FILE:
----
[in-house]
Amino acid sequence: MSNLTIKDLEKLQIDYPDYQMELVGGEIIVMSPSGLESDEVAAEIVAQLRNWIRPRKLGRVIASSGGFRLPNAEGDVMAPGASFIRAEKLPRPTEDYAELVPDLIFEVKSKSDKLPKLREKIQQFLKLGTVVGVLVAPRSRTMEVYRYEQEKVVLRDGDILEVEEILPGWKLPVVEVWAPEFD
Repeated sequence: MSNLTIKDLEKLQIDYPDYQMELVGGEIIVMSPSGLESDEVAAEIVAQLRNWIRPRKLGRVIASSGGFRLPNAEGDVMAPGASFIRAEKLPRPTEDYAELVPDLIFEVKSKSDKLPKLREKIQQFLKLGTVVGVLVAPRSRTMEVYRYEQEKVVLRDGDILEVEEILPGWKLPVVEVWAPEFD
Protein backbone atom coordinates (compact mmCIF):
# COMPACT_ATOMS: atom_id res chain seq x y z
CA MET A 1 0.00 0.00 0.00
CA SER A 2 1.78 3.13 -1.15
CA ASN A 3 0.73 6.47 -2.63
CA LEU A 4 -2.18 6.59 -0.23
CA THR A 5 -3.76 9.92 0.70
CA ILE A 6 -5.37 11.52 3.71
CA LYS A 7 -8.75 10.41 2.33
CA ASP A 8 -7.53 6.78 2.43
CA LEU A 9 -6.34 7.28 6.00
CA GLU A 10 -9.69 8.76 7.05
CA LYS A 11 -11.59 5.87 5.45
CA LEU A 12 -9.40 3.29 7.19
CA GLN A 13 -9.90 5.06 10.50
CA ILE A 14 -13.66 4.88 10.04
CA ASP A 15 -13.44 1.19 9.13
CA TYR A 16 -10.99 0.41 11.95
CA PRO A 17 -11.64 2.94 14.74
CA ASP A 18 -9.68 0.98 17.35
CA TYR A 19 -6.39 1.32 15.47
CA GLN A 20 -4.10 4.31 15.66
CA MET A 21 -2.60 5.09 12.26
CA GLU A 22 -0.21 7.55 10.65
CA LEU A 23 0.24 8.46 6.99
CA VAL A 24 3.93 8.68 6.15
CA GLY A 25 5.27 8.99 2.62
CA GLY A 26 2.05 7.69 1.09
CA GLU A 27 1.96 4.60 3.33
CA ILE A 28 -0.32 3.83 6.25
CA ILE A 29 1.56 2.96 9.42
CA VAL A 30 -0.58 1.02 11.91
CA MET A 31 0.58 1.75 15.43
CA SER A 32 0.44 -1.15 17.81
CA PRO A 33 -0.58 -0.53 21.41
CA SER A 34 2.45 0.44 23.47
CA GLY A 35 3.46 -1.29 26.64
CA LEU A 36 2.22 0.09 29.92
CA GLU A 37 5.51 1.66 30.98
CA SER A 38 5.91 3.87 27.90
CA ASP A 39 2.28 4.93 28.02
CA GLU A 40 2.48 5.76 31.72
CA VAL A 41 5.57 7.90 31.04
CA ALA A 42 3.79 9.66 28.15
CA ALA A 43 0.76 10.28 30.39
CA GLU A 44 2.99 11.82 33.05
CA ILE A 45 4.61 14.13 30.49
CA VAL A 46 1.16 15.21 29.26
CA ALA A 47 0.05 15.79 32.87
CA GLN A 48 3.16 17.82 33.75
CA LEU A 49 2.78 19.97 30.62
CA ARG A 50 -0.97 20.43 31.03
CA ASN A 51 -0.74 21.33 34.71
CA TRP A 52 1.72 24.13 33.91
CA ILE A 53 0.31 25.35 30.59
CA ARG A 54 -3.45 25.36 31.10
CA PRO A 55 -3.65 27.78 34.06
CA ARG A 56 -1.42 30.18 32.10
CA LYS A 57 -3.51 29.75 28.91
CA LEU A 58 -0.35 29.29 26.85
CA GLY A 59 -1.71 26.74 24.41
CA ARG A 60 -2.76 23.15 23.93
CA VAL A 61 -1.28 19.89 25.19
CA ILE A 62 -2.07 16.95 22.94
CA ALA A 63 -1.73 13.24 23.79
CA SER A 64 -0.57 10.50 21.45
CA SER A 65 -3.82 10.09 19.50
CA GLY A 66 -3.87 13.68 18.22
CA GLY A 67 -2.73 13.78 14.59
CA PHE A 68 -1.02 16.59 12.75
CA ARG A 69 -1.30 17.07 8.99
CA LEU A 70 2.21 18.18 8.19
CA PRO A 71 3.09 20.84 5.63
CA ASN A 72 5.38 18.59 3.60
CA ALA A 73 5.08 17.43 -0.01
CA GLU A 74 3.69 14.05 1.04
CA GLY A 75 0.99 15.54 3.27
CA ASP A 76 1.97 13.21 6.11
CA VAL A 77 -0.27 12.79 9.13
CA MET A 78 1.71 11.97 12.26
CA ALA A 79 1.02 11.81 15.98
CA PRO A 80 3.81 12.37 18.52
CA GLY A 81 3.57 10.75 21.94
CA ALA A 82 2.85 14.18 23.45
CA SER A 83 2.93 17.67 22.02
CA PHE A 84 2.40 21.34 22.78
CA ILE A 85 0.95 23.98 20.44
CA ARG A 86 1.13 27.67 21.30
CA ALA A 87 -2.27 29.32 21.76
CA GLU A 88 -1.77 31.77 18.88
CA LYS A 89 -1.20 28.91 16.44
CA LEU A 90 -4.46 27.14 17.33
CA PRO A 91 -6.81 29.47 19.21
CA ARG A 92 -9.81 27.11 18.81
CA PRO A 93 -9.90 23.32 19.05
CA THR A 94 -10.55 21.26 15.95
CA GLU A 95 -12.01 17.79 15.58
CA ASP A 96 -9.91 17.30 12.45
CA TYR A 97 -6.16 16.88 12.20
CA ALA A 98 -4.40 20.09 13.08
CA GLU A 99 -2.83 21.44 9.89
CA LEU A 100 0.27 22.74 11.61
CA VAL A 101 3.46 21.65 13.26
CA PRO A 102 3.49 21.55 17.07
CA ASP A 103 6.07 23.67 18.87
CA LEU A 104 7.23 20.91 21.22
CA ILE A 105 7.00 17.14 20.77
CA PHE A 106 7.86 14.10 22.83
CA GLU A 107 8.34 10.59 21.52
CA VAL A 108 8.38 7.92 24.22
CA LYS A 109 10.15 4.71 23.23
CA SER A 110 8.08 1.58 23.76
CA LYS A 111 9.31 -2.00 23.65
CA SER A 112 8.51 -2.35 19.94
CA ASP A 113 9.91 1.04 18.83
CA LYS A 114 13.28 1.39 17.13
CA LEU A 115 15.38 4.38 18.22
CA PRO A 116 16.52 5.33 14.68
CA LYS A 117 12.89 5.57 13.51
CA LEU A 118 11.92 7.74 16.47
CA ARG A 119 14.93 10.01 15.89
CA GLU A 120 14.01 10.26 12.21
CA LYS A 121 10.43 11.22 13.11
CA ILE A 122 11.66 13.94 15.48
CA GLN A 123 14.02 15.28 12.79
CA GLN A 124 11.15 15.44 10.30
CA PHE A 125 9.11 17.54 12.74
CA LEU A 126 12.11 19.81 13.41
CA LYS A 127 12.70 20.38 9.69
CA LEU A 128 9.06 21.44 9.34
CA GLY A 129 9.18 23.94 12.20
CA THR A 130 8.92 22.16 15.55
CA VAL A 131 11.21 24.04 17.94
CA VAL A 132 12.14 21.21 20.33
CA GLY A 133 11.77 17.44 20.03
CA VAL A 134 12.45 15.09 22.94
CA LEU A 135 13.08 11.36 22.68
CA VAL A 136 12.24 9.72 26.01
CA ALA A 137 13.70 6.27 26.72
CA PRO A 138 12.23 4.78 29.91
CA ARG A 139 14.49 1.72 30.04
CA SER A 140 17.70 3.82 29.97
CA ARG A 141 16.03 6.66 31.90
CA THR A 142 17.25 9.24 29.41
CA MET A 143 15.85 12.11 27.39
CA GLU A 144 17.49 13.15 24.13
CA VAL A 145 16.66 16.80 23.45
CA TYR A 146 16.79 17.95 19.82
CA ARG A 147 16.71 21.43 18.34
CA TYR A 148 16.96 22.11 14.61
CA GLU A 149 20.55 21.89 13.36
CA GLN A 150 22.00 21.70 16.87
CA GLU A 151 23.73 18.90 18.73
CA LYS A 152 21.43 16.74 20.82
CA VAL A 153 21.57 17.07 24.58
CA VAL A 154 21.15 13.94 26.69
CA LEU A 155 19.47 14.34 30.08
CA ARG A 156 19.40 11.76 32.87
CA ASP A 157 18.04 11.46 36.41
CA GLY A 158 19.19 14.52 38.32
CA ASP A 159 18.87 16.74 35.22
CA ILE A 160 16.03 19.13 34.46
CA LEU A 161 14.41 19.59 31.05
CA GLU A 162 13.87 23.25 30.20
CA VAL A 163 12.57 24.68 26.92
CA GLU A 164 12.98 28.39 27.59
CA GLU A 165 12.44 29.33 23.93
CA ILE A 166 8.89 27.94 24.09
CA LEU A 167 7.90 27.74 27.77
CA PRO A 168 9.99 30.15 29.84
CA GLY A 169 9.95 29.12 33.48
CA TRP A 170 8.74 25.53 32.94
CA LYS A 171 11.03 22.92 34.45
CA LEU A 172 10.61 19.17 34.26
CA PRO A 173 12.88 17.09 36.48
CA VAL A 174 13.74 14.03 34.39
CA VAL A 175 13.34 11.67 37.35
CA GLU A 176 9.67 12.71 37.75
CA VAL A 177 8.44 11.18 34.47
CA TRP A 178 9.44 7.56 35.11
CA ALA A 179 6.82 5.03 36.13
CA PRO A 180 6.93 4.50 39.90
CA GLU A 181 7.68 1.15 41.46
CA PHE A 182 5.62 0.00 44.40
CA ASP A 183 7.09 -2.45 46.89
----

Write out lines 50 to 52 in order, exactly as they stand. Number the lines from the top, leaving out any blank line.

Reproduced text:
CA ILE A 45 4.61 14.13 30.49
CA VAL A 46 1.16 15.21 29.26
CA ALA A 47 0.05 15.79 32.87